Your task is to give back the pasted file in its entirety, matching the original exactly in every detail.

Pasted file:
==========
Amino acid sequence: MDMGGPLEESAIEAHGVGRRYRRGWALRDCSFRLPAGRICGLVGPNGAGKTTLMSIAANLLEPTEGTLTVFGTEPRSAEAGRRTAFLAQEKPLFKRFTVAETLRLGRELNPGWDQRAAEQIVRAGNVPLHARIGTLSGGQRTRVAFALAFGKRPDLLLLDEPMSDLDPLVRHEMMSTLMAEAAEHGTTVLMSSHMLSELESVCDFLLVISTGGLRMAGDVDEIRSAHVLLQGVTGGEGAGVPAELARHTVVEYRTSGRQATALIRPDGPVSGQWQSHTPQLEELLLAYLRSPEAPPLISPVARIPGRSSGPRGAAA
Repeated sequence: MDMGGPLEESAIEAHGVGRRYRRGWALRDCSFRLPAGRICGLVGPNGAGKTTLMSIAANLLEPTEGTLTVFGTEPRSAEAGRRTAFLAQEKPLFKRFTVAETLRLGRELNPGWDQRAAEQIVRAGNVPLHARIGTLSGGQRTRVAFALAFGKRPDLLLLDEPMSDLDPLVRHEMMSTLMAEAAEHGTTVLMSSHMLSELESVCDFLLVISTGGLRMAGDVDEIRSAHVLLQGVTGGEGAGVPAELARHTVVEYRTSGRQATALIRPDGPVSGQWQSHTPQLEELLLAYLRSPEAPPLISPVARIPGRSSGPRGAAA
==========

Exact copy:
Amino acid sequence: MDMGGPLEESAIEAHGVGRRYRRGWALRDCSFRLPAGRICGLVGPNGAGKTTLMSIAANLLEPTEGTLTVFGTEPRSAEAGRRTAFLAQEKPLFKRFTVAETLRLGRELNPGWDQRAAEQIVRAGNVPLHARIGTLSGGQRTRVAFALAFGKRPDLLLLDEPMSDLDPLVRHEMMSTLMAEAAEHGTTVLMSSHMLSELESVCDFLLVISTGGLRMAGDVDEIRSAHVLLQGVTGGEGAGVPAELARHTVVEYRTSGRQATALIRPDGPVSGQWQSHTPQLEELLLAYLRSPEAPPLISPVARIPGRSSGPRGAAA
Repeated sequence: MDMGGPLEESAIEAHGVGRRYRRGWALRDCSFRLPAGRICGLVGPNGAGKTTLMSIAANLLEPTEGTLTVFGTEPRSAEAGRRTAFLAQEKPLFKRFTVAETLRLGRELNPGWDQRAAEQIVRAGNVPLHARIGTLSGGQRTRVAFALAFGKRPDLLLLDEPMSDLDPLVRHEMMSTLMAEAAEHGTTVLMSSHMLSELESVCDFLLVISTGGLRMAGDVDEIRSAHVLLQGVTGGEGAGVPAELARHTVVEYRTSGRQATALIRPDGPVSGQWQSHTPQLEELLLAYLRSPEAPPLISPVARIPGRSSGPRGAAA